Econintersect: Every day our editors collect the most interesting things they find from around the internet and present a summary "reading list" which will include very brief summaries (and sometimes longer ones) of why each item has gotten our attention. Suggestions from readers for "reading list" items are gratefully reviewed, although sometimes space limits the number included.
This feature is published every day late afternoon New York time. For early morning review of headlines see "The Early Bird" published every dayin the early am at GEI News (membership not required for access to "The Early Bird".).
Phoenix Europe: How the EU Can Emerge from the Ashes (Der Spiegel) This 2011 article suggests that the EU can survive only if "it is completely reinvented" as a "United States of Europe". The article makes an analogy of the EU formalism with the American colonies' Articles of Confederation which failed so miserably in the first attempt to build a formal geopolitical structure in North America. See next article.
The old European Union didn't work, that much has been made clear by the ongoing debt crisis. But many in Europe think there is now a clear path to a new, more integrated -- and smaller -- bloc. What must happen first? Greater democracy and less nation-state sovereignty.
The European Union and the Articles of Confederation (A Plebe's Site) Hat tips to Sig Silber and M.G. Bralley. This essay was prompted by the preceding article. This author says the correct question is not "can the EU be saved" but rather: "Should it be saved?" This commentary asserts that there are indeed similarities between the EU and the original United States of American 1781 - 1788 in terms of the political structure, but that there are gross dissimilarities between the extant socio-political composition of the two. The 13 colonies cum states shared something that the EU-28 (or even the EU-17 eurozone) do not and that is why the United States of Europe as a progression from the current dysfunctional treaties is simply a non-starter in the author's opinion. Here is the essence of what the colonies shared that European states do not:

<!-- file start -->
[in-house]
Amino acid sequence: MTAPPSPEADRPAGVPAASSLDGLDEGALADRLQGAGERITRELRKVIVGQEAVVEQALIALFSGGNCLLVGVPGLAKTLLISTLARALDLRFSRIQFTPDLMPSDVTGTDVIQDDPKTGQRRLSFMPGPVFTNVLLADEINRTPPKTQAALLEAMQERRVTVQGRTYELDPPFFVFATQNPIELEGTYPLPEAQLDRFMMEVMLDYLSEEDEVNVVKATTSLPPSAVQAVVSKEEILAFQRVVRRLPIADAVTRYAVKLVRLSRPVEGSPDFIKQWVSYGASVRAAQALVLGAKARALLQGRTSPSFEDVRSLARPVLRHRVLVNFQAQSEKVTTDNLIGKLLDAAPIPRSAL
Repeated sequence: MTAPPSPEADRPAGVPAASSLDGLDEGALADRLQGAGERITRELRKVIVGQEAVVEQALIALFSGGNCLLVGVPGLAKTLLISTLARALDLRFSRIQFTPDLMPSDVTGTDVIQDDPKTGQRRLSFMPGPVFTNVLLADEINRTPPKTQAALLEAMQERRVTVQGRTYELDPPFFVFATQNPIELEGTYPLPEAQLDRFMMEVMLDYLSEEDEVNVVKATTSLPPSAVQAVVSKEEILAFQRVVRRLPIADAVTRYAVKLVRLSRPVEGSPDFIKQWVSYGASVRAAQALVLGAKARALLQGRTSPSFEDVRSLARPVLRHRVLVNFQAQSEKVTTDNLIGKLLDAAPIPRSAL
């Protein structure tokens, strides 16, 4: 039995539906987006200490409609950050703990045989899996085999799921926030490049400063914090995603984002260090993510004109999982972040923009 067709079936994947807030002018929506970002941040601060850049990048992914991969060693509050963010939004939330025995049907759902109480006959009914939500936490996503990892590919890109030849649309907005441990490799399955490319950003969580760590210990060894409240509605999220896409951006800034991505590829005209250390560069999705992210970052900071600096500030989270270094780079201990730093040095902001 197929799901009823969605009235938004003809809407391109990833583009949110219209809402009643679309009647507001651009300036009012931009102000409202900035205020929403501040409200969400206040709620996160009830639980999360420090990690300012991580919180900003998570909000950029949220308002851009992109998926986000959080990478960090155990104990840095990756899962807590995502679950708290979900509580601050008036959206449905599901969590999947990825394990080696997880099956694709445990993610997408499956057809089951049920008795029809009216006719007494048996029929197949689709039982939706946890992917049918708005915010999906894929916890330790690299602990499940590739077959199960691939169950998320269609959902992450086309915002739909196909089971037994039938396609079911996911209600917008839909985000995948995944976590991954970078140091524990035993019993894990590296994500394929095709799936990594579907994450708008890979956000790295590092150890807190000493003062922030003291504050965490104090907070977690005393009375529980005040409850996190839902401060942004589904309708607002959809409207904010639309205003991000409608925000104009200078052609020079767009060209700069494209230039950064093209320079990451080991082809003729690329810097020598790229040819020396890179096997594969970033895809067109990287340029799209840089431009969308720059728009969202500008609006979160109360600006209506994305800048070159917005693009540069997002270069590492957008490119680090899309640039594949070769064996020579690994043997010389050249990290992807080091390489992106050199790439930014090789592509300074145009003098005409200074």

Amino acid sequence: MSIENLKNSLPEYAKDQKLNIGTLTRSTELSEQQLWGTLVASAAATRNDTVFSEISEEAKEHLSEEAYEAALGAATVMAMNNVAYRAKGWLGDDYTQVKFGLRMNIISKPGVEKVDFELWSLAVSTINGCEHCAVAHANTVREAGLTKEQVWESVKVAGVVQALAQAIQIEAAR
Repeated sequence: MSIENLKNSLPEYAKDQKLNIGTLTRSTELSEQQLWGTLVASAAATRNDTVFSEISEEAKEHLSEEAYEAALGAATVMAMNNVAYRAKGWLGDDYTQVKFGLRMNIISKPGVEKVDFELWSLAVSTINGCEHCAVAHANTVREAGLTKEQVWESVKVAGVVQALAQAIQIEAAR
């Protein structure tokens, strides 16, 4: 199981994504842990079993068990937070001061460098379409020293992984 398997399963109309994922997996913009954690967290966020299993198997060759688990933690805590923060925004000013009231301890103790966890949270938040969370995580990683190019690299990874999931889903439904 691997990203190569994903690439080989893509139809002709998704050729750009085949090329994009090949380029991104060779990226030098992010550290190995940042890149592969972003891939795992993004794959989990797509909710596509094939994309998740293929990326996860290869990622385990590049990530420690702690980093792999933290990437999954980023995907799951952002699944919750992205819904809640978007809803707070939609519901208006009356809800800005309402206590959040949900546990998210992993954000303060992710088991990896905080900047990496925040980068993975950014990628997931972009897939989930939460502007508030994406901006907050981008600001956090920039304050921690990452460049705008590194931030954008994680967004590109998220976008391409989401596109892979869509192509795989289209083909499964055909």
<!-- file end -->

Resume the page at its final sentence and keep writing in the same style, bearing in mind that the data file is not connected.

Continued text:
"... fundamental similarity of thought, particularly the philosophical view of the relationship of men with government and with each other, of the purposes of society, of government, of an economy, of money—in short, of social and political philosophy."
Brexit Poll Sees 10-Point ‘Leave’ Lead Two Weeks Before Vote (Bloomberg) The campaign for Britain to leave the European Union took a 10 percentage-point lead in a poll published late Friday, less than two weeks before the country votes in a referendum. The survey of 2,000 people by ORB for the Independent newspaper found 55% in favor of a so-called Brexit, up 4 points since a previous poll in April, with 45% for “Remain,” down 4 points. It’s the biggest “Leave” lead recorded by ORB in polls for the newspaper.
Brexit backfire? UK actually has more ‘energy sovereignty’ inside the EU than out (The Conversation) Energy isolation would be more expensive and less secure. For example, the UK imports around 6% of its electricity through undersea cables linking it to the European mainland. These links help Britain deal with the ebbs and flows of renewable energy generation, and give the country a “safety net” in case things go wrong. As more and more wind and solar energy enters the grid being part of an extended European grid will increase the amount of renewable energy Britain can efficiently utilize. Yes, the UK can still trade power with the extended grid outside from outside the EU but will not have input to policy decisions.